This gene encodes for a protein wolframin which is abundant in cells of nerves, muscles, pancreas, kidney, liver and ear.
Wolframin expression induces novel ion channel activity in endoplasmic reticulum membranes and increases intracellular calcium.
A recent genome-wide association study  of 511 TC patients of European genetic ancestry reported that one SNP, rs62283056, in the first intron of WFS1 (wolframin
ER transmembrane glycoprotein) was significantly associated with cisplatin-associated ototoxicity (P = 1.4 x [10.sup.-8]), with higher cisplatin doses exacerbating hearing loss in TC patients with the risk allele.
Hofmann et al., "Diabetes insipidus, diabetes mellitus, optic atrophy and deafness (DID-MOAD) caused by mutations in a novel gene (wolframin
) coding for a predicted transmembrane protein," Human Molecular Genetics, vol.
WFS1 gene encodes wolframin, an endoglycosidase H-sensitive transmembrane glycoprotein localized in the endoplasmic reticulum (ER).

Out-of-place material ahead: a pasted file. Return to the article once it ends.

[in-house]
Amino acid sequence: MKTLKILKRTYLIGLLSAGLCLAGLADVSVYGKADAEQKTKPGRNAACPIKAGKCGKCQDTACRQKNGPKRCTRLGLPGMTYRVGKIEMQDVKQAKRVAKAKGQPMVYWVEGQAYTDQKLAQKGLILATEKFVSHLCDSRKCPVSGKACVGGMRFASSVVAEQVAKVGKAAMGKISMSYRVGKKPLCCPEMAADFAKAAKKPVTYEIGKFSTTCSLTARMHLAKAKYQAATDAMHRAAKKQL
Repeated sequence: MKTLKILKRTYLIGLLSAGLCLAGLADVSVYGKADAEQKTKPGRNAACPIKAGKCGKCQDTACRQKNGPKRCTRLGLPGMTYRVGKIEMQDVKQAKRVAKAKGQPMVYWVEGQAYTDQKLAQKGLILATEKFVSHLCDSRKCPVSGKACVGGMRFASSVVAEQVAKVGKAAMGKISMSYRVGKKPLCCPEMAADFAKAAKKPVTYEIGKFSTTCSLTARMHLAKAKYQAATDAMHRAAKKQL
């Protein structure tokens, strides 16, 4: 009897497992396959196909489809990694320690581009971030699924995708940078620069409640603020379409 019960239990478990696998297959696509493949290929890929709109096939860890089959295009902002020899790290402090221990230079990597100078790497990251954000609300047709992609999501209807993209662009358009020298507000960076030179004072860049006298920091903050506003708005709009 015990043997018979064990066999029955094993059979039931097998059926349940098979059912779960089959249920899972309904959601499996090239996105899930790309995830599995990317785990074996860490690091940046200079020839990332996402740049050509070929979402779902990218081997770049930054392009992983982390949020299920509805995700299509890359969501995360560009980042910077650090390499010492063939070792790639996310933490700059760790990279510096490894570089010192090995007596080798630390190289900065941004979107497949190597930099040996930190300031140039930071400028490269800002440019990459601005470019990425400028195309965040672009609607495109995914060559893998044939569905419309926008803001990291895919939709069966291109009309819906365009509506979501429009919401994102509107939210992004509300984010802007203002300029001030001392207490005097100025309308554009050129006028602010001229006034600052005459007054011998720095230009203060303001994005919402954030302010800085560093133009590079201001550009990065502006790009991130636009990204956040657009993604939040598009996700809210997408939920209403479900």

Wolframin has a hydrophilic amino-terminus in cytosol and a carboxyl-terminus in the ER lumen.
Wolframin (WFS1) is one of the genes that is induced in response to ER stress via XBP1 .
Hofmann et al., "Diabetes insipidus, diabetes mellitus, optic atrophy and deafness (DIDMOAD) caused by mutations in a novel gene (Wolframin) coding for a predicted transmembrane protein," Human Molecular Genetics, vol.
The disorder takes roots when the Wolframin gene present in our bodies starts mutating.
The mutation results in a loss of Wolframin from the cells that disrupts the production of insulin, causing diabetes.
Although a number of studies have reported association of functional or positional candidates, only 6 genes have been consistently associated with T2D: peroxisome proliferator-activated receptor gamma (PPARG), insulin receptor substrate 1 (IRS1), potassium inwardly-rectifying channel, subfamily J, member 11 (KCNJ11), Wolfram syndrome 1 (wolframin) (WFS1), HNF1 homeobox A (HNF1A), and HNF1 homeobox B (HNF1B) (Table 1).
WFS1 encodes Wolframin, a protein that is defective in individuals suffering from the Wolfram syndrome, characterized by diabetes insipidus, juvenile diabetes, optic atrophy, and deafness.